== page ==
Whatever the many differences that separated Keynes from Lange might be, both of them saw a machine that had broken down when they looked at the economy. This provided another puzzle for Hayek, for, when he looked at the economy, he saw an organism that sometimes failed to work, to be sure, but at other times was able to coordinate the activities of millions of independent human beings. Why did almost everyone else of his day see the world so differently? Hayek began to wonder whether the theoretical tools that economists employed were to blame. He came to the conclusion that even the most advanced theories of the time failed to capture the central features of a market economy, in particular the way it was able to coordinate dispersed knowledge and allow that knowledge to be used by others. Hayek eventually came up with an alternative description that highlighted that fact.
It convinced no one, or virtually no one, at least not at first. And Hayek recognized immediately that changes in economic reasoning alone were not enough. If he was to convince his opponents, he would need to develop a more complete theory of society, to show how a host of social institutions might work together to allow free individuals to put their knowledge to use. This recognition led Hayek into all sorts of new areas of study and to new puzzles. Why did some institutions work better than others? Where did they come from? Could they be altered? At what cost?
Every step along the way, then, Hayek encountered puzzles and opponents who offered alternative solutions to them. But there was one constant: every one of his opponents claimed to be doing "real" science. This provided a final puzzle, one with which Hayek would deal all his life. What was science, after all? What distinguished it from pseudoscience? (This question also engaged one of Hayek's closest friends, the philosopher Karl Popper.) It was clear enough that, for much of the twentieth century, science was regnant. But Hayek felt that many of his opponents, all claiming the mantle of science, were but pretenders to the throne. He constantly encountered people who thought of themselves as objective scientists, people who held ideological views different from his and who immediately felt comfortable attributing their differences to the fact that, whereas they were scientists, he was an ideologue. Hayek developed criticisms of what he called scientism and also tried to explain how his opponents had come to hold their erroneous beliefs. In the process, like Carl Menger before him, he turned to the study of methodology to make his case. And, just as, earlier, he had found that the tools of equilibrium theory did not illuminate the workings of a market economy, he found that the methods of study endorsed by his scientistic antagonists obscured the workings of the complex, spontaneously ordered phenomena that social scientists seek to explain. He therefore proposed alternative methods.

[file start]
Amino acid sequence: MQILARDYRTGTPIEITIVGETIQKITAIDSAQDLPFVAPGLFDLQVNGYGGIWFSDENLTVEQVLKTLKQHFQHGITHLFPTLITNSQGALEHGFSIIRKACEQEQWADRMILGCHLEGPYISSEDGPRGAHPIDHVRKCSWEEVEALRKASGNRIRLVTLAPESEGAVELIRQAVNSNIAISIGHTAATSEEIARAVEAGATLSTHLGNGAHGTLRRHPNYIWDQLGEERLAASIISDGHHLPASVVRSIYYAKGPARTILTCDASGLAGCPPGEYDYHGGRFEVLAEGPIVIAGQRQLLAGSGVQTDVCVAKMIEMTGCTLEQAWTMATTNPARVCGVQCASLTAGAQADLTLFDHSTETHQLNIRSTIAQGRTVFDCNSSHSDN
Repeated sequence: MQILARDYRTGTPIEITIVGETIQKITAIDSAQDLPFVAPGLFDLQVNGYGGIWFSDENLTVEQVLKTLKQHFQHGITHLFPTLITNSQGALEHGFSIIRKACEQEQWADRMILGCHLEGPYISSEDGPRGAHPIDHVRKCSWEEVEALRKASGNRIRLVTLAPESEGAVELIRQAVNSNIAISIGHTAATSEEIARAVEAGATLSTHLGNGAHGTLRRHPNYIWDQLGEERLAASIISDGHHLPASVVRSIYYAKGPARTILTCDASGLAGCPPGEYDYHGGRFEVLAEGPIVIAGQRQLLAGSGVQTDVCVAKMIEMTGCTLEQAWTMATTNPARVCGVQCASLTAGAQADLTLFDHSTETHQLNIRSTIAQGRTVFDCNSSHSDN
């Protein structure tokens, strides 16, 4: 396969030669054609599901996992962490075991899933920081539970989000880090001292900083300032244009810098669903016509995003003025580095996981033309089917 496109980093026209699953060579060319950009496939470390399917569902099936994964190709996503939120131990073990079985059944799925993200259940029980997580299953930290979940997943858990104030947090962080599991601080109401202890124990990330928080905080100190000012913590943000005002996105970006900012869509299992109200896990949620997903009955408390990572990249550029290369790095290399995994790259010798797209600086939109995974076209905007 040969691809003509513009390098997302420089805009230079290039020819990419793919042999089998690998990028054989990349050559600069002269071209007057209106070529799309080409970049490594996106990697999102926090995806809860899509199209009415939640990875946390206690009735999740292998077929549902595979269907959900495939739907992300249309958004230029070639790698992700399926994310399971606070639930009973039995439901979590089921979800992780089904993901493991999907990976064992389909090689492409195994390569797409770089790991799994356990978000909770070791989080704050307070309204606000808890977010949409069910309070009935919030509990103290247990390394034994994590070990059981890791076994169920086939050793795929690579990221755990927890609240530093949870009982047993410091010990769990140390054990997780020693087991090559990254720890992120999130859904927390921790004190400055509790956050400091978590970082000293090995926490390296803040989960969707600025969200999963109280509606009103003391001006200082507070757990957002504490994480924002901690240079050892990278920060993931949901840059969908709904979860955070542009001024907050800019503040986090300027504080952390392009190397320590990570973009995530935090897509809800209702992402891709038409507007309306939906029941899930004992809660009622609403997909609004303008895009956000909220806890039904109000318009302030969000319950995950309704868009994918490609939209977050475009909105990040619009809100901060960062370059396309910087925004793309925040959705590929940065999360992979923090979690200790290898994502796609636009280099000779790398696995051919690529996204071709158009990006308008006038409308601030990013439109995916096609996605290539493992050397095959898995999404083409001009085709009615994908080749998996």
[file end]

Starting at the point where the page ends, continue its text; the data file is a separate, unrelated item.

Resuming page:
In my intellectual biography of Hayek, then, I trace the development of Hayek's ideas, focusing on the development of his ideas regarding methodology as a unifying theme. Although certain methodological pronouncements were present in Hayek's early work, like most economists (this was also true of Menger) his first love was not methodology. Therefore, when, in his early work, Hayek wrote about methodology, he simply echoed some standard Austrian doctrines, doing so principally to make a case to a German audience for an Austrian approach to business cycle theory. It was only later, as he engaged in numerous debates over how well his and alternative theories captured what he saw as essential features of a market economy, that Hayek began to explore methodological issues more thoroughly. The end result was a distinctive vision of what was possible in the social sciences and of how social phenomena might best be studied.
Hayek's methodological views are of interest in their own right, but they also increasingly came to inform much of his substantive work. Accounts that leave out this part of his thought miss much of the rationale for why he took the specific positions he did. In tracing out the evolution of his ideas, I will try to show the relations between his methodological writings and his contributions to such areas as economics, political philosophy, and psychology. I will not try to provide a systematic and detailed exposition of all his theories. There already exist a number of excellent generalist accounts that provide overviews as well as others that deal with specific aspects of his thought. On the other hand, my book does not presuppose a knowledge of Hayek's work; indeed, it is intended to be accessible to readers who are neither economists nor historians. I also hope that those who wish to undertake a more systematic study of Hayek's thought will, after reading my book, both understand his broader vision and know where in his massive oeuvre to look for specific ideas.